Many have called the 1979 Daytona 500 the most important race in NASCAR history. This was the race that put NASCAR on the map and gained the sport national popularity. It had everything race fans could’ve asked for – great racing that came down to the final lap, a huge wreck, and a brawl between drivers.
This was the first NASCAR race to ever be televised live in its entirety. And cameras captured one of the wildest finishes to any race ever at Daytona International Speedway. In the last lap, leaders Donnie Allison and Cale Yarborough battled for first. While going around Turn 3 though, the pair collided. Yarborough rammed into Allison and the two cars slid all over the track, hit the exterior wall, and eventually slid to the infield ending their day and their chance for the win.
“The King” Richard Petty would happily take over and cruise to the finish line for his sixth Daytona 500 victory. But the action wasn’t over just yet. Yarborough and Allison got out of their wrecked cars and went at it. Donnie’s older brother, Bobby Allison, joined the fight as well before all three men were separated. In fact, the moment would become known simply as “The Fight.”
Dale Earnhardt Sr. Finally Takes the Checkered Flag (1998)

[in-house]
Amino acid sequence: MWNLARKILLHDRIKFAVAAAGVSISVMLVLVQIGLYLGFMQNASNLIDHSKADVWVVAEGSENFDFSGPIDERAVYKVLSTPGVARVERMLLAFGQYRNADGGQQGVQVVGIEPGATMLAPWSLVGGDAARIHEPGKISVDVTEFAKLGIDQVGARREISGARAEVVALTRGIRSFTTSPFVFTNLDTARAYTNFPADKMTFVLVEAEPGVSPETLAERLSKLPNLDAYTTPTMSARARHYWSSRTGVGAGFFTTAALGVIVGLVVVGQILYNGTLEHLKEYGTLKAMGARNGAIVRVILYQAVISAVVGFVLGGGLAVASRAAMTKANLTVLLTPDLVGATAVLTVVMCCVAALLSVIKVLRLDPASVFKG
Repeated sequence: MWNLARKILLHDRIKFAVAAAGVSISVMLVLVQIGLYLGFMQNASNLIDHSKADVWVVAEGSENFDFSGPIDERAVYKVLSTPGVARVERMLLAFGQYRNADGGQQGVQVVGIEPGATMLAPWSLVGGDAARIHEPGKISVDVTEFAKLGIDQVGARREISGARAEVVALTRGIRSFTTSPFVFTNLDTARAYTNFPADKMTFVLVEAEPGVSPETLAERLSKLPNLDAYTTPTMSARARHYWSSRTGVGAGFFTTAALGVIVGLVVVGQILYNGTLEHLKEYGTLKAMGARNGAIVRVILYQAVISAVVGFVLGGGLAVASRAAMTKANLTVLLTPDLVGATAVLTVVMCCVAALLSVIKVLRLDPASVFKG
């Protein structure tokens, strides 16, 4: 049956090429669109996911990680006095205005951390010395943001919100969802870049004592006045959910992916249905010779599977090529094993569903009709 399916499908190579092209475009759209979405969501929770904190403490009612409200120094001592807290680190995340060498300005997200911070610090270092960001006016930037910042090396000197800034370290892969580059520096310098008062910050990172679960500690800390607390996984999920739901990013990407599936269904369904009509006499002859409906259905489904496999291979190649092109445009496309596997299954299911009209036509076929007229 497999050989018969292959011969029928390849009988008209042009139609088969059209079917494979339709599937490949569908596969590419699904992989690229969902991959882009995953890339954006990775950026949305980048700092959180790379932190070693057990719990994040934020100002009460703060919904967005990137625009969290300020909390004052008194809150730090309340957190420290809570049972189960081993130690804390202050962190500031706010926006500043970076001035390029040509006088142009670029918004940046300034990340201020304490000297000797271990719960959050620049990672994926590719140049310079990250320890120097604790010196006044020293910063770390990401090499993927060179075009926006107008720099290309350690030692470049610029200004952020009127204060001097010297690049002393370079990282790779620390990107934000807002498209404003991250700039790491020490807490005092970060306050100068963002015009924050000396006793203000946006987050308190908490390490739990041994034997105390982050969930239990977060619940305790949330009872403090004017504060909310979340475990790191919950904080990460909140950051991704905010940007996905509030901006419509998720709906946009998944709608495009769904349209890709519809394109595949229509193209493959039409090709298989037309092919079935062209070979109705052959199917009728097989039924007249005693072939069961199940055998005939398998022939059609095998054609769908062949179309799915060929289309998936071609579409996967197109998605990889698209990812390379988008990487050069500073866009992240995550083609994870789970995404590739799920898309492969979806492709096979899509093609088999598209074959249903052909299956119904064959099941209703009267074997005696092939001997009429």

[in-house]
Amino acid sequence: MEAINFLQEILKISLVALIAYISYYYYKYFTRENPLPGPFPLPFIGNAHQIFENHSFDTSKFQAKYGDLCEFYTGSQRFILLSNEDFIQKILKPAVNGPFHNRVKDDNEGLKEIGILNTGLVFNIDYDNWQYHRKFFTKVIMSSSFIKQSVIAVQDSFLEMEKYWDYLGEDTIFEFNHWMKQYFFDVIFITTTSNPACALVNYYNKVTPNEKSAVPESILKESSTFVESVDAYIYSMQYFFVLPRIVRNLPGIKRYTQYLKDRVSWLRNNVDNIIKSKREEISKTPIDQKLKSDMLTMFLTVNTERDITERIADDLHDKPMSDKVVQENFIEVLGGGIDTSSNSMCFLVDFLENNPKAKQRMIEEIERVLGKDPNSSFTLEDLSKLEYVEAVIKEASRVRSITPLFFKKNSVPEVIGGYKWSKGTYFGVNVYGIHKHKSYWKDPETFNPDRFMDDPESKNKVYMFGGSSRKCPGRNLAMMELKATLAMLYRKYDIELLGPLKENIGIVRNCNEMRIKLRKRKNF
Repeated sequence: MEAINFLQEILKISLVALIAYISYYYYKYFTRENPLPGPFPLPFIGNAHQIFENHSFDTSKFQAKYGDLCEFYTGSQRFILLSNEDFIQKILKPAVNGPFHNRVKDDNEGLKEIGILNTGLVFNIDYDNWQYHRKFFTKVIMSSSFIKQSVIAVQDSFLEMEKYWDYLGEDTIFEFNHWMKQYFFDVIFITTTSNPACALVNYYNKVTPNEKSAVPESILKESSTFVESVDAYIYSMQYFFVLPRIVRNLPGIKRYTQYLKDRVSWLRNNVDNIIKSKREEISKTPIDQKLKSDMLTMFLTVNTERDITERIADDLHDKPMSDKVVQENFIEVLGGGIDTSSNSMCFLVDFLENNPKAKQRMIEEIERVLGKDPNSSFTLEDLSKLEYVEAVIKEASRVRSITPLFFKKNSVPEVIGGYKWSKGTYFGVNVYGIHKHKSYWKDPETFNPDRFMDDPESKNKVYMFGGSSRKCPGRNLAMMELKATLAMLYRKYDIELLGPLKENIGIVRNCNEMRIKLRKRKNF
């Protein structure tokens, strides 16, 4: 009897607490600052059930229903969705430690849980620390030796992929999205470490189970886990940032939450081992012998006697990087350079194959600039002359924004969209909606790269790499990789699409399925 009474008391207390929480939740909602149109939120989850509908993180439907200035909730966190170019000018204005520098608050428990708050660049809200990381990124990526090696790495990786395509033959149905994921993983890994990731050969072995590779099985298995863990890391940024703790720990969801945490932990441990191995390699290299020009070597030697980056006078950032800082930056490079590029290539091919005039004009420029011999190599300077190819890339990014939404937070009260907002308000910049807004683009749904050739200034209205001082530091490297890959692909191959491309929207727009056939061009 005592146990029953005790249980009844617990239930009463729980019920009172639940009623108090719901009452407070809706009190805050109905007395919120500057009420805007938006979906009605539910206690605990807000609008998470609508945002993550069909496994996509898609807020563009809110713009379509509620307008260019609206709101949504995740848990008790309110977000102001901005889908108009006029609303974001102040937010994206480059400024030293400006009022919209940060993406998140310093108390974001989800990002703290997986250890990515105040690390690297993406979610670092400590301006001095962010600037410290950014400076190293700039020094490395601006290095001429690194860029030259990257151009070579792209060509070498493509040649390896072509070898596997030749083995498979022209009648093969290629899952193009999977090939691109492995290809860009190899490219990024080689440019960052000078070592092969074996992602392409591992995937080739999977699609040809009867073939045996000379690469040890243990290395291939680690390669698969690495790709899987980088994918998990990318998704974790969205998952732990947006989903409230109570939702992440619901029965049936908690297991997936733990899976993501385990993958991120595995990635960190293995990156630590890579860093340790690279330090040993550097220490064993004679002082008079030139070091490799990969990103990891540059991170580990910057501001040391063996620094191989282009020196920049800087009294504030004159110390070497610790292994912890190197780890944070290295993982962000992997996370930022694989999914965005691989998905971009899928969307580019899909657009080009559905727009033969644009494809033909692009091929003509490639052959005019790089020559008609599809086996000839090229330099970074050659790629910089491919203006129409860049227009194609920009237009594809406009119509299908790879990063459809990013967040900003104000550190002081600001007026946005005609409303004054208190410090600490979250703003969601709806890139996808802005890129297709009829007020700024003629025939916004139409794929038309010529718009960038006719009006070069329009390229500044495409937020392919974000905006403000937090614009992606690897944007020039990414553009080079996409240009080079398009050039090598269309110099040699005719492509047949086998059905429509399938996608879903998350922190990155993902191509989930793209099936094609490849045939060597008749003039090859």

Following nearly two decades of frustrating finishes at Daytona, Dale Earnhardt Sr. finally won the coveted race. The Intimidator had won almost every other variation of the race at the speedway. That included a pair of 400-mile races, seven Nationwide Series races, and more. Yet the Daytona 500 eluded him for 19 years.
There wouldn’t be any flat tires this time around. There were no unplanned pit stops or poorly-timed cautions to keep Earnhardt from the checkered flag. After the iconic driver won, he slowly motored down pit road as his competitors congratulated him. Crew members from every race team lined up down pit road for handshakes and high-fives.
Whether a fan of Dale Earnhardt or not, it seemed like everyone celebrated his overdue Daytona 500 victory. The historic win is widely known as the “the most anticipated moment in racing.”
‘Black Sunday’ at the Daytona 500: The Death of Dale Sr. (2001)
Arguably the most memorable moment of the Daytona 500 is also the saddest. Only three years after Dale Earnhardt Sr. won “The Great American Race,” tragedy struck the racing world.